Here is a list of all the postings Martin Kyte has made in our forums. Click on a thread name to jump to the thread.
You could make a George Thomas Pillar tool which will hold the punches for you, see Hemmingway kits or Georges Book for details. Or you could make a rivetting pliers in the form of a hand held toogle press.
|Thread: Floor Paint|
Our Lab mechanical workshop has solid oak flooring and it looks magnificent.
|Thread: Drilling brass.|
You have clearly not understood the process, or so it seems. The material is removed from the face of the drill (inside the flute) which alters the rake. As I said I use a diamond credit card slip to achieve this and obtain a sharp drill with the same rake as a straight flute brass drill. I do agree with you that blunting the drill doesn't really get you where you want to go. I also agree that brass drills and slow spiral drills designed to cut these materials are the ideal. For my clockmaking though which is generally dealing with holes below 6mm I have a set of drills modified for brass as I have described and as they work well for me is cheaper than buying a complete set of specials.
Another vote for stoning the cutting edges. I do mine with an extra fine diamond slip (credit card size) with zero rake. Essentially straight along the length of the drill. However D A G Brown, famous for drill sharpening demonstrations at shows with the Quorn maintains that a correctly and very sharp 4 facet drill can be used on brass with no problems. My take on this is with a sharp drill less pressure is required in order to start a cut and so the depth of cut is smaller. In consequence the first facet is able to control the cut. I suspect that when the self infeed force gets bigger the controlling effect of the first facet has reached it's limit and is overcome and the drill is pulled into the work.
The self feed effect is much more pronounced on breakthrough when drilling brass and sometimes aluminium so care should be taken. For holes in sheet where I am not too fussed about getting the position of the hole to any high degree of precision I generally drill a small pilot hole and then follow up to final size by drilling half throgh the sheet, turning over and through drilling from the other side. This avoids the breakthrough 'grab' and also any tendency to create burrs on the exit side creating a good sharp edged hole. This is especially usefull in aluminium and in dural no deburring at all is required. For brass the point is more to avoid grab even with a stoned drill.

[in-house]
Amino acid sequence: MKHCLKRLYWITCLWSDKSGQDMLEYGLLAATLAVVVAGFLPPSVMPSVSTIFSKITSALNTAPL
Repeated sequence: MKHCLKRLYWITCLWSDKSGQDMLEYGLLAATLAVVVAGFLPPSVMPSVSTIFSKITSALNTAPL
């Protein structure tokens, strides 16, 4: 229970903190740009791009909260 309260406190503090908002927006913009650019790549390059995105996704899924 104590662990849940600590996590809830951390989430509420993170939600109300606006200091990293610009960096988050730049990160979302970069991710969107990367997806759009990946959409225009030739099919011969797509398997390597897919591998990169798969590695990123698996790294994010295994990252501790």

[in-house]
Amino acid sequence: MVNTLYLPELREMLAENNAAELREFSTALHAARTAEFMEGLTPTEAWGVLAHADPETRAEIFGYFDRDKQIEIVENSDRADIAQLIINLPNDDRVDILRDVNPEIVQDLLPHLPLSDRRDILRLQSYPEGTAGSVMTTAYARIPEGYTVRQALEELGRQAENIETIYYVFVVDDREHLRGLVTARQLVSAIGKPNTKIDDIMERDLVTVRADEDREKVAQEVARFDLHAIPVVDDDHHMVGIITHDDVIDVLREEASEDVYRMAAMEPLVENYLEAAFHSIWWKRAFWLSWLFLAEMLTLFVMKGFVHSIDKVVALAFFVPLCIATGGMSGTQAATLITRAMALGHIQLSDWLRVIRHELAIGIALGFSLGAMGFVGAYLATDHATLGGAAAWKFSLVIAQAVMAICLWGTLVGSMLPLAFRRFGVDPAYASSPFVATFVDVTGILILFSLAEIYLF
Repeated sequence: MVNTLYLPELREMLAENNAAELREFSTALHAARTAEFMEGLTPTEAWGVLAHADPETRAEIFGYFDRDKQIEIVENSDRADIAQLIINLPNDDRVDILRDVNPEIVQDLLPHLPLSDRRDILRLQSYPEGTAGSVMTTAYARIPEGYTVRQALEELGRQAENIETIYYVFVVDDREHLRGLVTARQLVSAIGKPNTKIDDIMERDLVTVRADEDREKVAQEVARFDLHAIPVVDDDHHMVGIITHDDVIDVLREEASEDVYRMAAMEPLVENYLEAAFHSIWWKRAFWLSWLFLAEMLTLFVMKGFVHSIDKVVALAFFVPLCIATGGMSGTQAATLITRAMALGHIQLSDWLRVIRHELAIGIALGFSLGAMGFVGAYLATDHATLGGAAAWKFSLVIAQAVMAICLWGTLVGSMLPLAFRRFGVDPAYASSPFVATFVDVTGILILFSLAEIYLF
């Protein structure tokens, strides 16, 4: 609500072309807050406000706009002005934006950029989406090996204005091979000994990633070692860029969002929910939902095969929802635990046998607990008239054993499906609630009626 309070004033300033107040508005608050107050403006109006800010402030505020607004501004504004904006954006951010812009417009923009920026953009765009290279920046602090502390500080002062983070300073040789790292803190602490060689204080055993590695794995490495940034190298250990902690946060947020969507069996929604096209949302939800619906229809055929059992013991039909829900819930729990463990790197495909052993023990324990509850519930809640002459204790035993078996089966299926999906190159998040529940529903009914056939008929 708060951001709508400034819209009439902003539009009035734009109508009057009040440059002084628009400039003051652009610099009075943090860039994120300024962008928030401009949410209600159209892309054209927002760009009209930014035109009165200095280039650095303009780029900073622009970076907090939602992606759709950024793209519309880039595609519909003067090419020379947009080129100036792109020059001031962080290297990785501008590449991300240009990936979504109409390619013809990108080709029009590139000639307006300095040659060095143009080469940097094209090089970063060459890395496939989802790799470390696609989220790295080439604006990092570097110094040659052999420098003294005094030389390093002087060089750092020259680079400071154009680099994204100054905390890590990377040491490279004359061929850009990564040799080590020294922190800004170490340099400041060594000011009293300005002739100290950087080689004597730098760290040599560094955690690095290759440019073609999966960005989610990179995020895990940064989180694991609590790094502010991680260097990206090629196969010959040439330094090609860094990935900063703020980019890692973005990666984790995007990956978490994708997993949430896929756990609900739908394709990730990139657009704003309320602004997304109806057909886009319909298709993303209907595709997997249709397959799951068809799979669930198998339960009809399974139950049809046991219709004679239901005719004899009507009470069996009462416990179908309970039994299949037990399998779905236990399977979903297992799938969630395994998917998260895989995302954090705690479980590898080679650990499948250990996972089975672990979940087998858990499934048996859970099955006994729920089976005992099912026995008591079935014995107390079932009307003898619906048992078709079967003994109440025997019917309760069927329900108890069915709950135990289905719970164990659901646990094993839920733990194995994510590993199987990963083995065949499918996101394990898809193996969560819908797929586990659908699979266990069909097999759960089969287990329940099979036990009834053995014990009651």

Brass drills used to be produced having straight flutes which when you think about it is exactly what you produde when you stone the cutting lips.
|Thread: Shortening Screws|
Jewelers piercing saw is the way to go for smaller sizes, no burr to speak of and looks quite tidy.
|Thread: Mystery reamer - what is it?|
We have a set in the electronics workshop at the Lab, left over from the old days. We used them for deburring large holes in panels. There are a number of shallower angle versions which even now get used for enlarging panel holes.
Sounds like a good argument to buy a showmans engine. Steam heating for the house, has it's own generator and available for transport when needed. Drawback is cost. Our mechanical workshop's apprentice's family just bought one for a touch over a million quid. Looks lovely though.
|Thread: Recoil escapement - very variable time keeping|
I think you are seeing the expected error in rate comensurate with the variation in torque over the spring wind as has been said already. However 3 mins on the first day is excessive and so I think the pendulum design is not helping matters. What I think is going on is the 'compound pendulum' is more sensitive to amplitude than a simple pendulum with a rigid rod especially at high amplitudes. No idea how to model it.